Whatever accommodation you choose, this advice counts for all three: Find a place to live as soon as possible, preferably before your departure and not via wi-fi in the middle of a trans-Atlantic flight. If all else fails and you don't have a place confirmed when you arrive in Germany, hostels and guest houses offer a good alternative until you find your German home.
Since more and more degrees are offered in English in Germany, you may not need German for your studies. However, this does not mean that you shouldn’t at least possess a rudimentary grasp of the language. While you may be able to survive without knowing any German, it is probably a good idea –if not simply good manners—to attempt to learn the local language; the last thing you want to do is paint yourself into a corner as the stereotypical American tourist, no matter how much you like Bermuda shorts and Tommy Bahama shirts.
Also, English is taught in German schools starting at a very young age. In my experience most Germans will be more than happy to speak English with you and in many cases will actually welcome it as an opportunity to pick up colloquialisms and slang from a native-speaker. However, without knowing any German you are missing out on the fun and challenges of being fully immersed in another culture.
Autobahn of Love
How much German do I need?
Six months into living in Berlin, one American friend of mine reported that his path to German fluency was via the Autobahn of love. "Sure, I had to know German to hit on this girl to begin with and woo her," he says, "but it was when she started fighting with me and yelling at me that my German really started to improve. How else was I going to avoid getting hit by flying dishes?" Yet another reason to get to know your Teaching Assistant!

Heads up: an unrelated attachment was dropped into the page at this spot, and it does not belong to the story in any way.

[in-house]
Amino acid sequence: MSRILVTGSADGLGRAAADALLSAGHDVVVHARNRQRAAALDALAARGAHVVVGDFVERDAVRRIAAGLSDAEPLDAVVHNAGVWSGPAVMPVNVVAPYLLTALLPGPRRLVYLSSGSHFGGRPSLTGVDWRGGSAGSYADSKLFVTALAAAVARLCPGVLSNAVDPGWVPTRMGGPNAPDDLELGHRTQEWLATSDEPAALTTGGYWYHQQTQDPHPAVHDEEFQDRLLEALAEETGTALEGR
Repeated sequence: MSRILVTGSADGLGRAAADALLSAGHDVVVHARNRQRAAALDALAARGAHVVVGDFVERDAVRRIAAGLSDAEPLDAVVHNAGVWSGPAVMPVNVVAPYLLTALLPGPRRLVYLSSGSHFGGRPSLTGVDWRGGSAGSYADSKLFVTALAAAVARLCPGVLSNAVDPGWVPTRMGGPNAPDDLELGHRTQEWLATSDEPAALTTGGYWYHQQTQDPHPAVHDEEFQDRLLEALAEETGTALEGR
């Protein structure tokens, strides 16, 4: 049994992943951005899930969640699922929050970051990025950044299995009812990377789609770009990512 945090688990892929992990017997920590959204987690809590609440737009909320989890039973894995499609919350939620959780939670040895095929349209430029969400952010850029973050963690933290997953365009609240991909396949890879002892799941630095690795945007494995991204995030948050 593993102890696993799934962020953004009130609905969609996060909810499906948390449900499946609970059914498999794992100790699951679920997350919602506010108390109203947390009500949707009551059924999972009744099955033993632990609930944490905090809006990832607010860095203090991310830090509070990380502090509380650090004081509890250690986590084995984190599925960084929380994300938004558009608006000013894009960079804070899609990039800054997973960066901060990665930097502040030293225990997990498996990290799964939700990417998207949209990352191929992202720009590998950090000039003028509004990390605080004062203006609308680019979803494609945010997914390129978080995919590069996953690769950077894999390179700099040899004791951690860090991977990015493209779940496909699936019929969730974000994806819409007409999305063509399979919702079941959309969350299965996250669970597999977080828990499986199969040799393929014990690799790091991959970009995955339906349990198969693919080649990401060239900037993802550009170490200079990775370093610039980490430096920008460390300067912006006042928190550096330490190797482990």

· If you’re enrolled in an English-language degree program, you generally don’t need to know German but it is still a good idea; it will make your time in Germany far more rewarding if you are able to truly immerse yourself in day-to-day life. For programs taught in German, you’ll generally need a strong level of German (as specified in the program’s admission requirements).
· When you apply to a degree program at a German university, you will have to submit certificates confirming your proficiency in German. Of course, this shouldn’t be the only reason to learn German. Even after you’ve passed a language examination or achieved the necessary test results, you should keep improving your German so that you get the most out of your time abroad. How else are you going to make Kraftwerk jokes without a firm grasp of German verb-tenses?
· This free online test helps you to determine your German level (in German only)
· Database of the "Fachverbands Deutsch als Fremdsprache", which helps you to find language courses (Database in German only)
· The Goethe Institut, the official cultural institution of Germany, offers a wide range of German courses
If you’ve got a firm grasp of the German language, maybe you’d like to earn some extra cash to travel around Germany and Europe, go shopping in the FußgÄngerzone or just subsidize your developing love of eathing reibekuchen and going to Bayern Munich football matches? Maybe you’re looking to gain some experience in the German job market that you can use to buff up your resume after you finish your studies? Or maybe you’re just looking to expand your professional network and challenge yourself by working in a foreign cultural environment? There are plenty of reasons to take on a part-time job while studying, and German law does allow international students to work a limited number of hours per week in certain areas. Here’s the low-down on working as a student: